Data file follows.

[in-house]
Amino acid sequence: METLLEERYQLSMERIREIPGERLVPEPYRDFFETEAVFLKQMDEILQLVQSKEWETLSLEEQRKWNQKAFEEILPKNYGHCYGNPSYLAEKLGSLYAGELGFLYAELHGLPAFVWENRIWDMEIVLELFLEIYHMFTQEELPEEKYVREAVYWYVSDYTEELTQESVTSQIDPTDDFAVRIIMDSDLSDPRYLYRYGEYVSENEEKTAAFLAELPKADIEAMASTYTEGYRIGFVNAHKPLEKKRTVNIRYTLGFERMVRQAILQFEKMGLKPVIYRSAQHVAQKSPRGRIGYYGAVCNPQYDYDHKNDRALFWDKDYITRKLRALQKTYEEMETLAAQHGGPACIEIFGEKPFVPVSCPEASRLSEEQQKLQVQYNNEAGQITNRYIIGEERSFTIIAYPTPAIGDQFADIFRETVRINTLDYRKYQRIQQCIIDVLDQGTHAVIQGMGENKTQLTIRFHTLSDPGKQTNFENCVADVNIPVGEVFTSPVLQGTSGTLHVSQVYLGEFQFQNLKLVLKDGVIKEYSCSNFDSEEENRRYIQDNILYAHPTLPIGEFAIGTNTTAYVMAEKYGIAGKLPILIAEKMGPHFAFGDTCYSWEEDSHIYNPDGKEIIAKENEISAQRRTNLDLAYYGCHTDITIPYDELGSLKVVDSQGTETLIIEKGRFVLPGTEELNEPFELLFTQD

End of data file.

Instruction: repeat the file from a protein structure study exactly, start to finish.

[in-house]
Amino acid sequence: METLLEERYQLSMERIREIPGERLVPEPYRDFFETEAVFLKQMDEILQLVQSKEWETLSLEEQRKWNQKAFEEILPKNYGHCYGNPSYLAEKLGSLYAGELGFLYAELHGLPAFVWENRIWDMEIVLELFLEIYHMFTQEELPEEKYVREAVYWYVSDYTEELTQESVTSQIDPTDDFAVRIIMDSDLSDPRYLYRYGEYVSENEEKTAAFLAELPKADIEAMASTYTEGYRIGFVNAHKPLEKKRTVNIRYTLGFERMVRQAILQFEKMGLKPVIYRSAQHVAQKSPRGRIGYYGAVCNPQYDYDHKNDRALFWDKDYITRKLRALQKTYEEMETLAAQHGGPACIEIFGEKPFVPVSCPEASRLSEEQQKLQVQYNNEAGQITNRYIIGEERSFTIIAYPTPAIGDQFADIFRETVRINTLDYRKYQRIQQCIIDVLDQGTHAVIQGMGENKTQLTIRFHTLSDPGKQTNFENCVADVNIPVGEVFTSPVLQGTSGTLHVSQVYLGEFQFQNLKLVLKDGVIKEYSCSNFDSEEENRRYIQDNILYAHPTLPIGEFAIGTNTTAYVMAEKYGIAGKLPILIAEKMGPHFAFGDTCYSWEEDSHIYNPDGKEIIAKENEISAQRRTNLDLAYYGCHTDITIPYDELGSLKVVDSQGTETLIIEKGRFVLPGTEELNEPFELLFTQD